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FOR IMMEDIATE RELEASE        Contact: Tom Howe (603) 224-9945
                                                             Karen Finogle (603) 224-9945

 

Local family helps Brentwood protect
critical open space

The town’s first major land conservation project results in
protection of 170 acres

BRENTWOOD – Two years ago, Victor and Emily Schmalzer rescued 48 acres of land in Brentwood from a proposed 19-lot subdivision.

Recently, the Schmalzers sold a conservation easement on this land to the Town of Brentwood, at a price significantly less than its appraised value, to help the town’s growing commitment to land conservation.

The town raised the $250,000 purchase price from a combination of locally approved funds and a grant from the state Department of Environmental Services’ Water Supply Land Grant Program. The grant money also enabled the town to negotiate easements on two abutting properties, totaling 53 acres, with a half-mile of river frontage. A fourth easement abuts the Schmalzers’s original donation to the Forest Society made three years ago - an easement on 64 acres.

All five easements represent 170 contiguous acres of land permanently protected from development, a significant accomplishment for the Town of Brentwood. These parcels are part of the first major land conservation project undertaken by the town.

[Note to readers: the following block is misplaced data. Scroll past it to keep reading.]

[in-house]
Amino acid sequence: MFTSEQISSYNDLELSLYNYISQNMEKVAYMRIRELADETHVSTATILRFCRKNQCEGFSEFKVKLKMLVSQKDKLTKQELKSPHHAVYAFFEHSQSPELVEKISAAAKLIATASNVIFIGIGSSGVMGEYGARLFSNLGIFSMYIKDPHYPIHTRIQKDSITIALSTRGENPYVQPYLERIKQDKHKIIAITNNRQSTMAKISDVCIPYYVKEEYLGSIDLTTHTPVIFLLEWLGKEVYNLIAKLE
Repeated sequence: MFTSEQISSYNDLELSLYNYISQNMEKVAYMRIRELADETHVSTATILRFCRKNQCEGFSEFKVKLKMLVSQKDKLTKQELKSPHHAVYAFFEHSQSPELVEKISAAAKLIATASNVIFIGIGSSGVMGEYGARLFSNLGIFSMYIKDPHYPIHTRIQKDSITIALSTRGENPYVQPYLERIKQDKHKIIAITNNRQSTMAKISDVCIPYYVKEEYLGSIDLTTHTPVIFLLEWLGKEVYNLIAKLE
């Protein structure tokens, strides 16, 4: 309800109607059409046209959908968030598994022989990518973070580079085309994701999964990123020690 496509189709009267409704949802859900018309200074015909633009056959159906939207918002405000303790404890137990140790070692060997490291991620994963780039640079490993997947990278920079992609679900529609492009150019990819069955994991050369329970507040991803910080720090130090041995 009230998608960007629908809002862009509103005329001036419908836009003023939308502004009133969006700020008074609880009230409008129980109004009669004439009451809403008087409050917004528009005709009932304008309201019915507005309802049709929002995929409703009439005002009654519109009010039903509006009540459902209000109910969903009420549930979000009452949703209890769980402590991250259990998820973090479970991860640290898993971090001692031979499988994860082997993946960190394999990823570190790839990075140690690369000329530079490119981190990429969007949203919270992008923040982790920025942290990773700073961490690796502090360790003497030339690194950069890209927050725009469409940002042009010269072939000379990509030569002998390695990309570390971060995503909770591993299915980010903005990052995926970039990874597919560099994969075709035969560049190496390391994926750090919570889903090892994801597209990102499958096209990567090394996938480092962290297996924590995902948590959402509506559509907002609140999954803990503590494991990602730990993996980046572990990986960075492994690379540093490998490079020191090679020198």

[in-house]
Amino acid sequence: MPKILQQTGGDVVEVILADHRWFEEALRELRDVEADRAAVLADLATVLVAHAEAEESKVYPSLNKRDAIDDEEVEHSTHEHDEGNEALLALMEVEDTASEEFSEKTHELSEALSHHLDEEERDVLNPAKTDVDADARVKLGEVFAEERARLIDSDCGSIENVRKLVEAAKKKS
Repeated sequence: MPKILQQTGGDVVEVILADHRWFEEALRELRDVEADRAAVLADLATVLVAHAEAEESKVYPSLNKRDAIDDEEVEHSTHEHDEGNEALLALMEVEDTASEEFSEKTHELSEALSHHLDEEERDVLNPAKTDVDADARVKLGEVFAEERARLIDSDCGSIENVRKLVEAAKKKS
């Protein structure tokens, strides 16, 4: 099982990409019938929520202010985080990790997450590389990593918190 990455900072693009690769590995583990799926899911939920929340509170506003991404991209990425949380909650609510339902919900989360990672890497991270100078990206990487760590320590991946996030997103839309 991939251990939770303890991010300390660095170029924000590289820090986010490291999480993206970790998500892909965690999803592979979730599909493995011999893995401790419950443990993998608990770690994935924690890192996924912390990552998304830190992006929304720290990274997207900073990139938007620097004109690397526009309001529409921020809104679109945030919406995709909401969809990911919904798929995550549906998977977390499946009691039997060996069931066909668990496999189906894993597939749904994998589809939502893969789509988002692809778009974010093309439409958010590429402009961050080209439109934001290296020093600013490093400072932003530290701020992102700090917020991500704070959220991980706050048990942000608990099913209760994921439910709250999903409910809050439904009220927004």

Lise McNaughton, chairwoman of the Brentwood Conservation Commission, was instrumental in the success of this project. “The contribution made by the generosity of these landowners will provide open space in Brentwood forever.  That type of gift to future generations cannot be measured in dollars, only in the heart,” McNaughton said.

The protected land has many important features, including a white pine stand; frontage along the Exeter River, where the historic site of the former “Delicate Sawmill” is located; and protection of two public water supplies, including a well serving the local elementary school and the Exeter River supplying the Town of Exeter.

The Forest Society’s water protection specialist, Catherine Hahn, managed the easement transactions, as part of the technical assistance provided by the Forest Society in support of the Department of Environmental Service’s program. The Forest Society also holds an executory interest on the 48-acre Schmalzer easement.

Founded in 1901, the Society for the Protection of New Hampshire Forests is a 10,000-member, nonprofit organization that has helped protect more than one million acres. Visit www.forestsociety.org for more information, or call (603) 224-9945.

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